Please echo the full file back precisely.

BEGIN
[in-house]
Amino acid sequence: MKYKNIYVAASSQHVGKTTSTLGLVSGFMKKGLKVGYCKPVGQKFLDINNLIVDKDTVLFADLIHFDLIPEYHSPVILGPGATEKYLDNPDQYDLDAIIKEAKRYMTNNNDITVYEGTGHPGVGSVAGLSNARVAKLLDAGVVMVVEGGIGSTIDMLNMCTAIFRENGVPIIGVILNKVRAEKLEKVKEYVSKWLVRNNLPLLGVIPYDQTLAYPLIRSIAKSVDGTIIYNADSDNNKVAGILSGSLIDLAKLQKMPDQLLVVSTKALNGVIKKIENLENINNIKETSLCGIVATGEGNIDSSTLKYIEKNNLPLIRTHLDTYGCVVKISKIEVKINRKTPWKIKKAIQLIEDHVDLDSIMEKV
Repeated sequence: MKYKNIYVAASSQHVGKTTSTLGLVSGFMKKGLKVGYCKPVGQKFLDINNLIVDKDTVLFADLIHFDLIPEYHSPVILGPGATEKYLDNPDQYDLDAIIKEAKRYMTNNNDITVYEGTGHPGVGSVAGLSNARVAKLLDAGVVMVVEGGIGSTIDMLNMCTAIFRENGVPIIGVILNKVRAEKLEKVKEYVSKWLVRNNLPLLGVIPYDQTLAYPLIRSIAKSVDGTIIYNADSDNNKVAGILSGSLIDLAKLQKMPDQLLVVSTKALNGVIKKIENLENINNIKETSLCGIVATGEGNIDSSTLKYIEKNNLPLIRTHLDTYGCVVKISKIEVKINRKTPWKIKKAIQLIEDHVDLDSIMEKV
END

[in-house]
Amino acid sequence: MKYKNIYVAASSQHVGKTTSTLGLVSGFMKKGLKVGYCKPVGQKFLDINNLIVDKDTVLFADLIHFDLIPEYHSPVILGPGATEKYLDNPDQYDLDAIIKEAKRYMTNNNDITVYEGTGHPGVGSVAGLSNARVAKLLDAGVVMVVEGGIGSTIDMLNMCTAIFRENGVPIIGVILNKVRAEKLEKVKEYVSKWLVRNNLPLLGVIPYDQTLAYPLIRSIAKSVDGTIIYNADSDNNKVAGILSGSLIDLAKLQKMPDQLLVVSTKALNGVIKKIENLENINNIKETSLCGIVATGEGNIDSSTLKYIEKNNLPLIRTHLDTYGCVVKISKIEVKINRKTPWKIKKAIQLIEDHVDLDSIMEKV
Repeated sequence: MKYKNIYVAASSQHVGKTTSTLGLVSGFMKKGLKVGYCKPVGQKFLDINNLIVDKDTVLFADLIHFDLIPEYHSPVILGPGATEKYLDNPDQYDLDAIIKEAKRYMTNNNDITVYEGTGHPGVGSVAGLSNARVAKLLDAGVVMVVEGGIGSTIDMLNMCTAIFRENGVPIIGVILNKVRAEKLEKVKEYVSKWLVRNNLPLLGVIPYDQTLAYPLIRSIAKSVDGTIIYNADSDNNKVAGILSGSLIDLAKLQKMPDQLLVVSTKALNGVIKKIENLENINNIKETSLCGIVATGEGNIDSSTLKYIEKNNLPLIRTHLDTYGCVVKISKIEVKINRKTPWKIKKAIQLIEDHVDLDSIMEKV